Identify as a Black male
A WSU undergraduate student at the time of Brotherhood membership
18 years of age or older
Requirements for Brotherhood membership consisted of students maintaining or increasing toward a cumulative grade point average (GPA) of 2.50 or above. Additionally, students needed to attend three academic events and two social events sponsored by The Brotherhood per semester. Brotherhood events were curated for Black undergraduate men and were developed by the collective interest of its members, but all students were welcome to attend.
The research staff completed the informed consent process as approved by WSU’s institutional review board. Qualitative and quantitative data will be gathered from 30 members of The Brotherhood through an anonymous 10-question Qualtrics survey completed by participants. The survey will gather data on The Brotherhood’s core objectives: professional development, academic success, and community belonging. The survey will also ask students to self-report their current or previous undergraduate GPA at Wayne State University. Current undergraduate student Kamali Clora will complete all data collection procedures under faculty mentor Kenya Swanson. These procedures will take place only online through email and Qualtrics. The Qualtrics survey will be anonymous and will not record any identifiable information. The Brotherhood membership roster and email information will be available only to Kamali Clora and Kenya Maxey. No participant information will be shared with anyone except the shared research team, nor will students be exposed to any physical or psychological harm. This project did not require follow-up procedures with participants, and all participants have access to the reported findings.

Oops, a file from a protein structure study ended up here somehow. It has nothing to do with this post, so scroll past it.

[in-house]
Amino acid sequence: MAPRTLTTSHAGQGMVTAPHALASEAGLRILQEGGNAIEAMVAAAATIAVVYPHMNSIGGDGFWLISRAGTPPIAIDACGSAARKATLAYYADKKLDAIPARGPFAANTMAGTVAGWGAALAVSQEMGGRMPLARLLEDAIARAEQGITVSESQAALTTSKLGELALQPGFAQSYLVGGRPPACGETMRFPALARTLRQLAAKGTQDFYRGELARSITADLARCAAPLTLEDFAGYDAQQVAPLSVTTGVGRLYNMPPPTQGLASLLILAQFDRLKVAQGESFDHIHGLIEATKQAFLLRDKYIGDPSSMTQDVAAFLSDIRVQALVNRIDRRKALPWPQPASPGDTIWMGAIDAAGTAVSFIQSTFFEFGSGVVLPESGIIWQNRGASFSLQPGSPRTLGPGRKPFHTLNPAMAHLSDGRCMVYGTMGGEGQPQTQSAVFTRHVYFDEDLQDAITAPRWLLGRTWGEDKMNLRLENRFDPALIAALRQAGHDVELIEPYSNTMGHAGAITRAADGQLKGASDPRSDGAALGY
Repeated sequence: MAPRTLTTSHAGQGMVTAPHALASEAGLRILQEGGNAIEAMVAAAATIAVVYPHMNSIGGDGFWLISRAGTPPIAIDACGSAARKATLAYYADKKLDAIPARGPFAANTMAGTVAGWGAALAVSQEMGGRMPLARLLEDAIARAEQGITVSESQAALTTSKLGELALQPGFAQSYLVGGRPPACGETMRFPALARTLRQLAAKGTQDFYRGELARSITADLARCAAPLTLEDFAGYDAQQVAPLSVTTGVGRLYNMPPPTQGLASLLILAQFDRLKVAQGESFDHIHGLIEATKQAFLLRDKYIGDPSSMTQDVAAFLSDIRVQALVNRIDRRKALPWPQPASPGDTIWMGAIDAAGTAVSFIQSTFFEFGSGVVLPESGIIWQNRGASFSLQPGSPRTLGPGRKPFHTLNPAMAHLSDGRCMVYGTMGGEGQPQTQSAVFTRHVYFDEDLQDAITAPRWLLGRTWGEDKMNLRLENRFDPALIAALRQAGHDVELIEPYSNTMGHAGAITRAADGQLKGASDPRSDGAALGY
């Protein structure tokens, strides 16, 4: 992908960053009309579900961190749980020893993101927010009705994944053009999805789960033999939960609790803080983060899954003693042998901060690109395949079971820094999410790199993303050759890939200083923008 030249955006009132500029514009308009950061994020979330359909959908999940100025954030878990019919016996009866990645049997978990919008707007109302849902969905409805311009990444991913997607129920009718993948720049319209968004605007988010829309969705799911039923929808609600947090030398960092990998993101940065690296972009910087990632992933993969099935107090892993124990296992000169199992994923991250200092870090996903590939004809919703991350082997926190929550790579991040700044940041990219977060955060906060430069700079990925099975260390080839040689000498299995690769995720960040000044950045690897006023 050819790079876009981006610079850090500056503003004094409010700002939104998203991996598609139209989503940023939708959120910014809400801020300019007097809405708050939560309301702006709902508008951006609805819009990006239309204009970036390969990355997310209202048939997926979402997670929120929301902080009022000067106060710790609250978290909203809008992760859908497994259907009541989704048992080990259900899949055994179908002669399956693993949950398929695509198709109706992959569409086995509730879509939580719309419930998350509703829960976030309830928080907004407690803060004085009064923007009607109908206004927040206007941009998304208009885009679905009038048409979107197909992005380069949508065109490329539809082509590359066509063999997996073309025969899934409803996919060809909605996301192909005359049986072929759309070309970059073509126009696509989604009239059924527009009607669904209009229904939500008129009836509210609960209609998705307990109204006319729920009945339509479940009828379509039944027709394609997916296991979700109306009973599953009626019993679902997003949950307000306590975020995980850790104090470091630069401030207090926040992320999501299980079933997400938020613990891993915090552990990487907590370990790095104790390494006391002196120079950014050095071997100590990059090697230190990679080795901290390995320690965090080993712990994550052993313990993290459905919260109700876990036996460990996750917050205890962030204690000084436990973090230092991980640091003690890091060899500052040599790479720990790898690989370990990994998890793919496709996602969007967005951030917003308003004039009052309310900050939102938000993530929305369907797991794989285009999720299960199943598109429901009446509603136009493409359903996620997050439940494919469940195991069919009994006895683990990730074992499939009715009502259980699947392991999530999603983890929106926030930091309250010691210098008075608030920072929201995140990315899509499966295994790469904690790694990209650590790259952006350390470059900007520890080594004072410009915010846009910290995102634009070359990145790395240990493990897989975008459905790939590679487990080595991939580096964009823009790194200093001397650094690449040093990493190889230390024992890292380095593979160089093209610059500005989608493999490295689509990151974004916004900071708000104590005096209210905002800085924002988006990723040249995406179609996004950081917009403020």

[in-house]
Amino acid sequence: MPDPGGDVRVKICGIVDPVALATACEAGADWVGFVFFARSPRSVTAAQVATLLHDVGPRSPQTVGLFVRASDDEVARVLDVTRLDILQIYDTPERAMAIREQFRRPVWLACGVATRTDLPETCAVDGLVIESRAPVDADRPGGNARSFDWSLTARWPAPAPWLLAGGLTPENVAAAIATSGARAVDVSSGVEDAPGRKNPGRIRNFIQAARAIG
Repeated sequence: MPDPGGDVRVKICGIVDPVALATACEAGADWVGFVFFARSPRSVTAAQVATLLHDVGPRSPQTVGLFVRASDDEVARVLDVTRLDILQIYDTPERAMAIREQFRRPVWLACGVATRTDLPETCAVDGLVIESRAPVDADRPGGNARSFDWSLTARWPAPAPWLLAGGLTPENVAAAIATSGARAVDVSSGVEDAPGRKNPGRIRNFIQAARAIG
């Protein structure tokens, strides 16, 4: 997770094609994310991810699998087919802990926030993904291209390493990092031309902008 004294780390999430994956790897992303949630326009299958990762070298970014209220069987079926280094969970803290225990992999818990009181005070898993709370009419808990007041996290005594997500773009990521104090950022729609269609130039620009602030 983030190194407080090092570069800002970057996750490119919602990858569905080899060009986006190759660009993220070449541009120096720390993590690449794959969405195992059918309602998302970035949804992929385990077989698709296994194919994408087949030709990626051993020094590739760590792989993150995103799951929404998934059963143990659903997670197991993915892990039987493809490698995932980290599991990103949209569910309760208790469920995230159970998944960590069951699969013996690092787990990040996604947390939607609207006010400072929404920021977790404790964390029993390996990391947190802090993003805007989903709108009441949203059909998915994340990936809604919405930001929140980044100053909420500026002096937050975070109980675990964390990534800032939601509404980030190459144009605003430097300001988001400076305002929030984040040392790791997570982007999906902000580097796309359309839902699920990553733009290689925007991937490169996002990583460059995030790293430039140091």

On Monday, September 27, 2021, Kamali Clora emailed the 30 Brotherhood members a voluntary 10-question Qualtrics survey to complete. This survey was anonymous and provided information that helped understand the impact The Brotherhood had on undergraduate Black males at WSU. Students had two weeks to complete this survey if they chose to do so. Participants were told that they may withdraw at any time and that the study posed no psychological or physical harm. Moreover, they received an adult research information sheet (Appendix A) and a detailed research protocol. This provided documentation of participant rights and transparency of study procedures. The survey data was collected and reported in averages to the Undergraduate Research Opportunities Program (UROP) with no identifiable information. UROP invites WSU students across all disciplines to engage in undergraduate research. The following instructions were included in the Qualtrics survey. Questions 1–9 asked participants to select responses on a 1–5 scale: 1—Strongly Disagree, 2—Moderately Disagree, 3—Neutral, 4—Moderately Agree, and 5—Strongly Agree. Question 10 was presented in free-response format.
The Brotherhood provided an inclusive, safe space where I felt accepted and free to express my ideas and beliefs.